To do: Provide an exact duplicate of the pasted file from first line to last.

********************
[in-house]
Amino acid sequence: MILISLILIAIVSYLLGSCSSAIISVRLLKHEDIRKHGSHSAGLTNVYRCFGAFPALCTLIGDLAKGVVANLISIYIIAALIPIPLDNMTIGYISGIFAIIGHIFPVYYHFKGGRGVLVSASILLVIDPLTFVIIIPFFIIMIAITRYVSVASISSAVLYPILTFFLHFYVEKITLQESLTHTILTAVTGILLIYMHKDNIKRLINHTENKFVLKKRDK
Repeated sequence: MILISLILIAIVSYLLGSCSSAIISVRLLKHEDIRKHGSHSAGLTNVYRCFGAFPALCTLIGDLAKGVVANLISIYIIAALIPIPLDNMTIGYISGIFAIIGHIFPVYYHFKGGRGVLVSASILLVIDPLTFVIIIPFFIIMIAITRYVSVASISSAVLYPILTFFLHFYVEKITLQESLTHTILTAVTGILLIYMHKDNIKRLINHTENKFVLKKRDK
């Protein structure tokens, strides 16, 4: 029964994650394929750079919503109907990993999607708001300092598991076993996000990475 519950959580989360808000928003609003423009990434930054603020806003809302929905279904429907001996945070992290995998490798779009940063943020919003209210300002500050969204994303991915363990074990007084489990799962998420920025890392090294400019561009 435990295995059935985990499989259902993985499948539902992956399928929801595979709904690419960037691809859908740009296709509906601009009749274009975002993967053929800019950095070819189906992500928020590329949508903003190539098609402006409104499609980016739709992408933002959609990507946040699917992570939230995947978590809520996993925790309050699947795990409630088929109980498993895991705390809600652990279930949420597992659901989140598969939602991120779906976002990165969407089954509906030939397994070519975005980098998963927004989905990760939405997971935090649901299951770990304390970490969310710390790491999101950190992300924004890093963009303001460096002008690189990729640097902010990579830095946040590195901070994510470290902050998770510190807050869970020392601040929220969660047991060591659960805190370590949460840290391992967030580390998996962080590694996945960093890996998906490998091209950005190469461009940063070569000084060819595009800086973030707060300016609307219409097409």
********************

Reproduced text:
[in-house]
Amino acid sequence: MILISLILIAIVSYLLGSCSSAIISVRLLKHEDIRKHGSHSAGLTNVYRCFGAFPALCTLIGDLAKGVVANLISIYIIAALIPIPLDNMTIGYISGIFAIIGHIFPVYYHFKGGRGVLVSASILLVIDPLTFVIIIPFFIIMIAITRYVSVASISSAVLYPILTFFLHFYVEKITLQESLTHTILTAVTGILLIYMHKDNIKRLINHTENKFVLKKRDK
Repeated sequence: MILISLILIAIVSYLLGSCSSAIISVRLLKHEDIRKHGSHSAGLTNVYRCFGAFPALCTLIGDLAKGVVANLISIYIIAALIPIPLDNMTIGYISGIFAIIGHIFPVYYHFKGGRGVLVSASILLVIDPLTFVIIIPFFIIMIAITRYVSVASISSAVLYPILTFFLHFYVEKITLQESLTHTILTAVTGILLIYMHKDNIKRLINHTENKFVLKKRDK
């Protein structure tokens, strides 16, 4: 029964994650394929750079919503109907990993999607708001300092598991076993996000990475 519950959580989360808000928003609003423009990434930054603020806003809302929905279904429907001996945070992290995998490798779009940063943020919003209210300002500050969204994303991915363990074990007084489990799962998420920025890392090294400019561009 435990295995059935985990499989259902993985499948539902992956399928929801595979709904690419960037691809859908740009296709509906601009009749274009975002993967053929800019950095070819189906992500928020590329949508903003190539098609402006409104499609980016739709992408933002959609990507946040699917992570939230995947978590809520996993925790309050699947795990409630088929109980498993895991705390809600652990279930949420597992659901989140598969939602991120779906976002990165969407089954509906030939397994070519975005980098998963927004989905990760939405997971935090649901299951770990304390970490969310710390790491999101950190992300924004890093963009303001460096002008690189990729640097902010990579830095946040590195901070994510470290902050998770510190807050869970020392601040929220969660047991060591659960805190370590949460840290391992967030580390998996962080590694996945960093890996998906490998091209950005190469461009940063070569000084060819595009800086973030707060300016609307219409097409």